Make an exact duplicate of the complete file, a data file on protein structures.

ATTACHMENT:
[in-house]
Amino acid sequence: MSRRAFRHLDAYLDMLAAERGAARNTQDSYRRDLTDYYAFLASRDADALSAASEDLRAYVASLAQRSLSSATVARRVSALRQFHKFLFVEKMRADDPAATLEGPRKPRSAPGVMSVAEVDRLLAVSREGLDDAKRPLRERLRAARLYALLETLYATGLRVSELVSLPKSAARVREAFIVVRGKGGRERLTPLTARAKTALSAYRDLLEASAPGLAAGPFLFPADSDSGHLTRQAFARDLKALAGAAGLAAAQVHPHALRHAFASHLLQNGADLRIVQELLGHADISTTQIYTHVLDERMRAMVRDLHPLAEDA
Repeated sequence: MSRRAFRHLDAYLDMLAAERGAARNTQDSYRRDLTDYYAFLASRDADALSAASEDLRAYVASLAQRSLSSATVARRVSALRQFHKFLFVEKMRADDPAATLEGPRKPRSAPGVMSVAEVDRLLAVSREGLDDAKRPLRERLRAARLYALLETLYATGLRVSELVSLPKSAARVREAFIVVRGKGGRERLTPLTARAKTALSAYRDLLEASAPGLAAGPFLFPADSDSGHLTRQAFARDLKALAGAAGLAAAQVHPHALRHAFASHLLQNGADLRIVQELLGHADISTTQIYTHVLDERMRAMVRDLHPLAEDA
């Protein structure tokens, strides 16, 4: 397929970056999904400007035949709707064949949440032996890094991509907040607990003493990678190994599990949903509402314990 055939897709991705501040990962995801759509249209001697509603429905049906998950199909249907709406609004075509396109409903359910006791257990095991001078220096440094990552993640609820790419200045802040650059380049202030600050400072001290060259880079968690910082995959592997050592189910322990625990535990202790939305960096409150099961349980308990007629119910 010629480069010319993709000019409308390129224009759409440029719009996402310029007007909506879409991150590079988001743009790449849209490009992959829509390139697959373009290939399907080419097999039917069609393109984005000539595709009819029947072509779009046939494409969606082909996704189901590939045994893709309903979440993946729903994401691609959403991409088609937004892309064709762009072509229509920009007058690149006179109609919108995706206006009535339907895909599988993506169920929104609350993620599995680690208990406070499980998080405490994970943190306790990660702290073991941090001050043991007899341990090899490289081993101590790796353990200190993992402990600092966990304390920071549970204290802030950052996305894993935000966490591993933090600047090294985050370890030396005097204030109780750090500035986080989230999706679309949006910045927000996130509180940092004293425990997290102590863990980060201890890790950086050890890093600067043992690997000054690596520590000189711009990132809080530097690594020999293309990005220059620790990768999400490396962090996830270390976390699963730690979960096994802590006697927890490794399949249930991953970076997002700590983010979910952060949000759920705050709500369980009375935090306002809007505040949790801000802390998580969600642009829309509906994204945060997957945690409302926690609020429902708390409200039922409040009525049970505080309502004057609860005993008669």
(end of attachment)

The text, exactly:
[in-house]
Amino acid sequence: MSRRAFRHLDAYLDMLAAERGAARNTQDSYRRDLTDYYAFLASRDADALSAASEDLRAYVASLAQRSLSSATVARRVSALRQFHKFLFVEKMRADDPAATLEGPRKPRSAPGVMSVAEVDRLLAVSREGLDDAKRPLRERLRAARLYALLETLYATGLRVSELVSLPKSAARVREAFIVVRGKGGRERLTPLTARAKTALSAYRDLLEASAPGLAAGPFLFPADSDSGHLTRQAFARDLKALAGAAGLAAAQVHPHALRHAFASHLLQNGADLRIVQELLGHADISTTQIYTHVLDERMRAMVRDLHPLAEDA
Repeated sequence: MSRRAFRHLDAYLDMLAAERGAARNTQDSYRRDLTDYYAFLASRDADALSAASEDLRAYVASLAQRSLSSATVARRVSALRQFHKFLFVEKMRADDPAATLEGPRKPRSAPGVMSVAEVDRLLAVSREGLDDAKRPLRERLRAARLYALLETLYATGLRVSELVSLPKSAARVREAFIVVRGKGGRERLTPLTARAKTALSAYRDLLEASAPGLAAGPFLFPADSDSGHLTRQAFARDLKALAGAAGLAAAQVHPHALRHAFASHLLQNGADLRIVQELLGHADISTTQIYTHVLDERMRAMVRDLHPLAEDA
């Protein structure tokens, strides 16, 4: 397929970056999904400007035949709707064949949440032996890094991509907040607990003493990678190994599990949903509402314990 055939897709991705501040990962995801759509249209001697509603429905049906998950199909249907709406609004075509396109409903359910006791257990095991001078220096440094990552993640609820790419200045802040650059380049202030600050400072001290060259880079968690910082995959592997050592189910322990625990535990202790939305960096409150099961349980308990007629119910 010629480069010319993709000019409308390129224009759409440029719009996402310029007007909506879409991150590079988001743009790449849209490009992959829509390139697959373009290939399907080419097999039917069609393109984005000539595709009819029947072509779009046939494409969606082909996704189901590939045994893709309903979440993946729903994401691609959403991409088609937004892309064709762009072509229509920009007058690149006179109609919108995706206006009535339907895909599988993506169920929104609350993620599995680690208990406070499980998080405490994970943190306790990660702290073991941090001050043991007899341990090899490289081993101590790796353990200190993992402990600092966990304390920071549970204290802030950052996305894993935000966490591993933090600047090294985050370890030396005097204030109780750090500035986080989230999706679309949006910045927000996130509180940092004293425990997290102590863990980060201890890790950086050890890093600067043992690997000054690596520590000189711009990132809080530097690594020999293309990005220059620790990768999400490396962090996830270390976390699963730690979960096994802590006697927890490794399949249930991953970076997002700590983010979910952060949000759920705050709500369980009375935090306002809007505040949790801000802390998580969600642009829309509906994204945060997957945690409302926690609020429902708390409200039922409040009525049970505080309502004057609860005993008669």